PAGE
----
Look at a Vermeer painting, the window light always comes from the left and the subject is on the right. The idea that this is somehow “new” is imprudently presumptuous.

May 23, 2016 at 1:32PM, Edited May 23, 1:32PM

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I'll look into him :) Thank you!

May 25, 2016 at 5:21PM

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James Allen Stewart
Photographer
161

In my mind the first part is just another layer of Match Cuts. Where if you match Shape, color, or in this case lightness and darkness of an image. But yeah very much like positive and negative spacing.

The second part is super subjective, and I really would not recommend as it can and could have the potential to be more jarring that it would in creating a story. Though I do think its important to have shots that have a beginning middle and end, its just that if we push the left to right thing we risk alienating other cultures for the sake of what we think looks good.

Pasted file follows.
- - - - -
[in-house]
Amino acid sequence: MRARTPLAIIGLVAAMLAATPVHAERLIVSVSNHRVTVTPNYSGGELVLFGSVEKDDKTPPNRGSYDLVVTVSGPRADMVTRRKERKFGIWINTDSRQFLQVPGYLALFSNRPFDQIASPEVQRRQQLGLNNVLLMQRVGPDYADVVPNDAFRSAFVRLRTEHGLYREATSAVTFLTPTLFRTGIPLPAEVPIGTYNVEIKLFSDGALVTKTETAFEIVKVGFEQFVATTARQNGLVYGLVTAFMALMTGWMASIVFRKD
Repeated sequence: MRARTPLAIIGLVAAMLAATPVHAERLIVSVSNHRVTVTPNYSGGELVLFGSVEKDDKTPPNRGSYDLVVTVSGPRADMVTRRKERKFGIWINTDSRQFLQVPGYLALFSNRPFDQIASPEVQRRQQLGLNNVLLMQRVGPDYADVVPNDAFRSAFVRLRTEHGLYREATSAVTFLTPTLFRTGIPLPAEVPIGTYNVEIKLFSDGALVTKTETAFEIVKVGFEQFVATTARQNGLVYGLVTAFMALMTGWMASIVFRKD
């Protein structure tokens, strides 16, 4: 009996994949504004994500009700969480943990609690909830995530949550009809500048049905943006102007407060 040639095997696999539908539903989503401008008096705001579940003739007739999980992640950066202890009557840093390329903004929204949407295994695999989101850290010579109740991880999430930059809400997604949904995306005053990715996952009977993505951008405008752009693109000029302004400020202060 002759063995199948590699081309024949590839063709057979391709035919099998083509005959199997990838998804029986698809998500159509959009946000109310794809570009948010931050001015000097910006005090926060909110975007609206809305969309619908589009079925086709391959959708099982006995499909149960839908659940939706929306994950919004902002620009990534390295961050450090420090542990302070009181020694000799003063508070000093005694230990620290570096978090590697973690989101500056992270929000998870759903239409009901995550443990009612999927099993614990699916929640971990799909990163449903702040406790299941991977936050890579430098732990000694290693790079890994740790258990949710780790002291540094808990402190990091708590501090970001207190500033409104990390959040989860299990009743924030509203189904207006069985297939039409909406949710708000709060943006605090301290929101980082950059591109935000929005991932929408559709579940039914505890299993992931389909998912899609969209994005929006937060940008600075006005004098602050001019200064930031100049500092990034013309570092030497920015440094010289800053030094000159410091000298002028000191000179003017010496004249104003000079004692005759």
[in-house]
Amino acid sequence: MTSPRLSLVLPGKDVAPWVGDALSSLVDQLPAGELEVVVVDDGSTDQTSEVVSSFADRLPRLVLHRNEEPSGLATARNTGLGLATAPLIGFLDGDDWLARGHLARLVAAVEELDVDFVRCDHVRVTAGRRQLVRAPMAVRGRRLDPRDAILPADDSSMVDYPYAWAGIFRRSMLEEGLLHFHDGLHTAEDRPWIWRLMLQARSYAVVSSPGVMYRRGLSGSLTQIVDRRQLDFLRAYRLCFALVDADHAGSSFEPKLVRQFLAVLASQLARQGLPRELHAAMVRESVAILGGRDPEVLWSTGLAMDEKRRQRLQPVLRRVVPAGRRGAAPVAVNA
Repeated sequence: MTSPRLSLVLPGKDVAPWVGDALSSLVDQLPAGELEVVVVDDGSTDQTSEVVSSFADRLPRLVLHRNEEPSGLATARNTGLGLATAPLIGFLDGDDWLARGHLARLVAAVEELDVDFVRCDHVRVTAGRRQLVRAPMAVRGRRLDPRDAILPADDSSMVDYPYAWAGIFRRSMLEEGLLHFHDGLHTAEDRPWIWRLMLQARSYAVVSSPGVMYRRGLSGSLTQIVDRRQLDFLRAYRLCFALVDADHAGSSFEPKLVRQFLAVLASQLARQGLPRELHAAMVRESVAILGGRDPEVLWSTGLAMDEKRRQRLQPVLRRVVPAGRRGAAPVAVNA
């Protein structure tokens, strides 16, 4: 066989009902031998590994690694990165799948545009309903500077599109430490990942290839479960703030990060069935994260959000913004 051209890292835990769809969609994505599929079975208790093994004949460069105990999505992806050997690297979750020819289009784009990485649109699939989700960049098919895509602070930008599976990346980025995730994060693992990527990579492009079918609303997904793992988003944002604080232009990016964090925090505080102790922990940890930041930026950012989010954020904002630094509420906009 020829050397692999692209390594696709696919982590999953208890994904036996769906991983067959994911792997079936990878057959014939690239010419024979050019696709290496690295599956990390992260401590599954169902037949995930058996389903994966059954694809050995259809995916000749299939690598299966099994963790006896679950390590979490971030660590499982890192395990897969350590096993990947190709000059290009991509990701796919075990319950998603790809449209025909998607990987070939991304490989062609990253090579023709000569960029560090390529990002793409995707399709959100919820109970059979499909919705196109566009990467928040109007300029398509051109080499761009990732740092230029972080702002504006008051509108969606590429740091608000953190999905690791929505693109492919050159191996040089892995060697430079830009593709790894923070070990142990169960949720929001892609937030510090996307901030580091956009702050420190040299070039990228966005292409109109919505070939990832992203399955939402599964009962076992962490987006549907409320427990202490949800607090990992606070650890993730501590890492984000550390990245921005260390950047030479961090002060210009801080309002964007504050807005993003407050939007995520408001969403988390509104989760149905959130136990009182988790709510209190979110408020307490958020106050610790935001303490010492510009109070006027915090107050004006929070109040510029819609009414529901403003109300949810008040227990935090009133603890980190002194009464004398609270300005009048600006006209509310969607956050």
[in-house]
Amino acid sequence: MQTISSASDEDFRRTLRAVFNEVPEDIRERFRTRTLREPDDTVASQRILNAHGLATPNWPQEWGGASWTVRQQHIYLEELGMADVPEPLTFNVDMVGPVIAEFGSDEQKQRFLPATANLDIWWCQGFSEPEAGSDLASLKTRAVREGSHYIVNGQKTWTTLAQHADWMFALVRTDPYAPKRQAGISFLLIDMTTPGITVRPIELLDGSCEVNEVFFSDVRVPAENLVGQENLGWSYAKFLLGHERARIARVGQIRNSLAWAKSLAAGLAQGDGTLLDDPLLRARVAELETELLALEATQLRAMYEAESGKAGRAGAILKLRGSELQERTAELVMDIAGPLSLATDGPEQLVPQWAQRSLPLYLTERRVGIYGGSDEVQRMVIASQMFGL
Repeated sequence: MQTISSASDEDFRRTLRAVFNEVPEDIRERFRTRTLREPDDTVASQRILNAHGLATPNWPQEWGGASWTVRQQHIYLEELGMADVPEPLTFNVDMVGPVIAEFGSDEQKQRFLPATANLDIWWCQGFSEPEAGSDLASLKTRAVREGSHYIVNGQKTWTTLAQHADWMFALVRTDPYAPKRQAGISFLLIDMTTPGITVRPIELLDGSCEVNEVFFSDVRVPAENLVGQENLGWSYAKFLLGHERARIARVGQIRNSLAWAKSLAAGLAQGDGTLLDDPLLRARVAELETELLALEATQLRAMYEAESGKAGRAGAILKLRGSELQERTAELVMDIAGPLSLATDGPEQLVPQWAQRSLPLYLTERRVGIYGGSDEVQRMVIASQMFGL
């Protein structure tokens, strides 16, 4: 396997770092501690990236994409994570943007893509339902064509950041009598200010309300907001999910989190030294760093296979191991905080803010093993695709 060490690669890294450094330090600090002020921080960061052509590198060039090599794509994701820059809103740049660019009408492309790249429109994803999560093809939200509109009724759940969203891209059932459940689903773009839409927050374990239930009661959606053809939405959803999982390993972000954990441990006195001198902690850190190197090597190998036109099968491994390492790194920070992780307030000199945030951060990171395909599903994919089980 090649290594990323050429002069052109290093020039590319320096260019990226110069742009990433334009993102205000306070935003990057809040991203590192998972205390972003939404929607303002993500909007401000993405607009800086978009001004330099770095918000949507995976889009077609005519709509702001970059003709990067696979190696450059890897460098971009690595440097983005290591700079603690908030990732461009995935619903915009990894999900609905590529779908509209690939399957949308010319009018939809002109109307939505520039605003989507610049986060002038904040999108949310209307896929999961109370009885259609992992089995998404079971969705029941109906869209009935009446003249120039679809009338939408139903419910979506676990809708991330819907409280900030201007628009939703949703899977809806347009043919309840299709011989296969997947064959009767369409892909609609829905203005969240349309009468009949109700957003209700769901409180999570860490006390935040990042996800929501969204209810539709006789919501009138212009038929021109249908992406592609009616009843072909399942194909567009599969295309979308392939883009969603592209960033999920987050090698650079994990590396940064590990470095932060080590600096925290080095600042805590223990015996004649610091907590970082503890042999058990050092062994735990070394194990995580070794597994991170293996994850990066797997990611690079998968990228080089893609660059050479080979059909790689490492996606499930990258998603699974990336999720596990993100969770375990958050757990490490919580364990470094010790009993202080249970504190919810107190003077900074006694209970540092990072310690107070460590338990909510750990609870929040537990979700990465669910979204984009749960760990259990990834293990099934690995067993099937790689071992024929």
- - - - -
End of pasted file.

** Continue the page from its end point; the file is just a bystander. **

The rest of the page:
I think the best way to break the rules of composition is to have your shots have a planned focus point that changes in the shot but still has continuity with the next one. Which should lead the audience to pretty much any point of the screen. It takes planning, but it works.

May 24, 2016 at 3:14AM

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Kyle Dockum
Videographer and Editor
301